Geopolitics in the time of Covid-19

It would appear that coronavirus is here to stay. It may be tackled as a pandemic one day, but certainly it will create a “new normal” for the world. Some earlier pandemics had a similar impact. As we look back in history, the Antonine Plague of 165-180 AD (which may have been smallpox or measles) killed approximately 5 million people, hastening the end of the Roman Empire.

After World War I, the Spanish Flu claimed at least 50 million lives (with about 500 million people, or one-third of the world’s population, infected) and triggered significant steps in global health governance such as the creation of the World Health Organization (WHO) and also led to economic distress in Asia, Europe and the US. Recovery thankfully was V-shaped, but some argue that it led eventually to the rise of Hitler. It also showed that the world is not really prepared to handle epidemics and therefore needed better coordination and cooperation. Similarly, more recent epidemics and pandemics caused by HIV (AIDS), SARS, H1N1 or the Ebola virus, support the view that the world needs enhancement of international cooperation and preparedness. Obviously, the lessons were never really absorbed by nations as we see clearly now with Covid-19. The impact is certainly both geopolitical and geo-economic.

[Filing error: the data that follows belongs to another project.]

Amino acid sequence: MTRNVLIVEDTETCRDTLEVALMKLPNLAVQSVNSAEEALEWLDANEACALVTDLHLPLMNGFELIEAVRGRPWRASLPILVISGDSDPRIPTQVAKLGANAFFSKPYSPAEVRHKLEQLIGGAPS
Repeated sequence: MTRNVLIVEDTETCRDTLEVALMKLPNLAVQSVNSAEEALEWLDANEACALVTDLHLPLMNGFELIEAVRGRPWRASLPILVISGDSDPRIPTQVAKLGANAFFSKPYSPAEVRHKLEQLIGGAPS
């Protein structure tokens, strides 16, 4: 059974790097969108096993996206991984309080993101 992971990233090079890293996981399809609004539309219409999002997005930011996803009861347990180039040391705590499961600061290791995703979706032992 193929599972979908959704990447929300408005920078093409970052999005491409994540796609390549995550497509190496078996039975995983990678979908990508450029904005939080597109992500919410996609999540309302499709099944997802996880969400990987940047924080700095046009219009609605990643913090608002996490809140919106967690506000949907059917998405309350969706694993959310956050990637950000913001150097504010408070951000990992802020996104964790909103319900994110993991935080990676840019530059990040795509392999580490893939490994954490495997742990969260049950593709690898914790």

Today politics and governance are not as we knew them in the past. Modern statecraft is multifaceted and complex (issues for example are social, political, economic, environmental, military and securityrelated) which leads us to appreciate this to navigate the ongoing crisis and forecast its implications for the global order. There is a transition in the history of international relations with this corona pandemic. International diplomacy, central to statecraft, is strongly influenced by this. Global politics stands threatened by increased tensions, blame game, and finger pointing especially between the United States and China. The US squarely blames China probably as a geopolitical strategy using coronavirus as an alibi to hinder the emergence of a new global contender.